Physics!

/ Unit V / MTM

Name: ________________________________

Momentum Transfer Model
New Fundamental Principle

New Representation: IFF Charts

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from Modeling Workshop Project © 2006

Physics! / Unit 05 / MTM

Experiment: Cart Crash

from Modeling Workshop Project © 2006 !

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Physics! / Unit V / MTM

Activity/Notes: N2L, Collisions, and Conservation

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from Modeling Workshop Project © 2006

Physics! / Unit 05 / MTM

Worksheet 1: IFF Charts in Action
1. An astronaut whose mass is 80 kg carries an empty oxygen tank with a mass of 10 kg. He throws the tank away from himself with a speed of 2 m/s. With what velocity does he start to move off into space?

2.

A 2 kg melon is balanced on your bald uncle’s head. His son, Throckmorton, shoots a 50 g arrow at it with a speed of 30 m/s. The arrow passes through the melon and emerges with a speed of 18 m/s. Find the speed of the melon as it flies off the man’s head.

image from thingsonyourhead.com (no, seriously)

3.

A tennis player returns a 30 m/s serve straight back at 25 m/s, after making contact with the ball for 0.5 s. If the ball has a mass of 0.2 kg, what is the force she exerted on the ball?

from Modeling Workshop Project © 2006 !

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Physics! / Unit V / MTM

4.

A raft of mass 180 kg carries two swimmers with masses 50 kg and 80 kg. The raft is initially floating at rest. The two swimmers simultaneously dive off opposite ends of the raft, each with a horizontal velocity of 3 m/s. With what velocity and in what direction does the raft start to move?

5.

One way of measuring the muzzle velocity of a bullet is to fire it horizontally into a massive block of wood placed on a cart. Assuming no friction, we then measure the velocity with which the wood containing the bullet and cart begin to move. In one experiment the bullet had a mass of 50 g and the wood and its cart had a combined mass of 10 kg. After the shot, the cart, wood, and bullet moved at a constant speed, traveling 0.80 m in 0.40 s. From this data determine the original speed of the bullet. (That is, the speed of the bullet right before it hits the cart.)

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from Modeling Workshop Project © 2006

Physics! / Unit 05 / MTM

6.

A 50 kg cart is moving across a very low friction floor at 2.0 m/s. A 70 kg boy, riding in the cart, jumps off so that he hits the floor with zero velocity. What is the change in momentum of the cart?

7.

A ball of mass 3 kg, moving at 2 m/s eastward, strikes head-on a ball of mass 1 kg that is moving at 2 m/s westward. The balls stick together after the impact. What is the magnitude and direction of the velocity of the combined mass after the collision?

from Modeling Workshop Project © 2006 !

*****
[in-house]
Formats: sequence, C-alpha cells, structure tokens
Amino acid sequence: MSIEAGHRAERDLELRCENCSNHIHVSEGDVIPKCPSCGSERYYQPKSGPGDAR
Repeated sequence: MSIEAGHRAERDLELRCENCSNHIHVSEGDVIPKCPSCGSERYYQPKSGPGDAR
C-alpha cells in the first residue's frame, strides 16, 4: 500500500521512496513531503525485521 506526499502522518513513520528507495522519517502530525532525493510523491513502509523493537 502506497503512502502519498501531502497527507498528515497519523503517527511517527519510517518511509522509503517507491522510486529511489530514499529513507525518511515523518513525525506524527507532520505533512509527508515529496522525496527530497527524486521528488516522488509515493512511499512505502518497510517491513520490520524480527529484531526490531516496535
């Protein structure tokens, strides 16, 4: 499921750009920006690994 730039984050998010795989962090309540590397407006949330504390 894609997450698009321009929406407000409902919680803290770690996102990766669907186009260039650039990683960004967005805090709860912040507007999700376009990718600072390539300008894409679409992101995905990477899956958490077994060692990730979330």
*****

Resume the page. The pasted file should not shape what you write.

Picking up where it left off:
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Physics! / Unit V / MTM

Worksheet 2: Explaining with MTM
8. If you throw a ball horizontally while standing on roller skates, you roll backwards. Will you roll backwards if you go through the motions of throwing the ball, but hold on to it instead? Explain your reasoning.

9.

Which has the greater change in momentum, a 50 gram clay ball that strikes a wall at 1 m/s and sticks or a 50 gram superball that strikes a wall at 1 m/s and bounces away from the wall at 0.8 m/s? Explain your reasoning.

10. Why are padded dashboards safer than hard dashboards in automobiles?

11. Why are nylon ropes, which stretch considerably under stress, favored by mountain climbers?

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from Modeling Workshop Project © 2006

Physics! / Unit 05 / MTM

Worksheet 3: Bottomless Problems
12. Julio (an 80 kg ice skating champion) and Grace are skating together on a rink at 3 m/s. Julio keeps asking Grace how much she weighs. Annoyed, Grace pushes away from Julio so that she speeds up to 4 m/s and he slows down to 2.25 m/s, in the same direction. The push lasts for 0.20 seconds. Friction, in the physics sense, is negligible in this drama.

from Modeling Workshop Project © 2006 !

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Physics! / Unit V / MTM

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from Modeling Workshop Project © 2006

Physics! / Unit 05 / MTM

13. A 5000 kg truck rear-ends a 1200 kg car when the car was moving at 13 m/s. During the 0.15 second collision, the truck slows down from 14 m/s to 13.5 m/s. The road is dangerously slick, but not completely frictionless ( µ= 0.1 between the cars and the road). Note: The sliding friction force between two surfaces can be approximated by using the coefficient of friction ( µ ) and the normal force between those same two surfaces (FN). The relationship is Ff = µFN.

from Modeling Workshop Project © 2006 !

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Physics! / Unit V / MTM

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from Modeling Workshop Project © 2006

Physics! / Unit 05 / MTM

MTM Model Summary

New Concept Map

from Modeling Workshop Project © 2006 !

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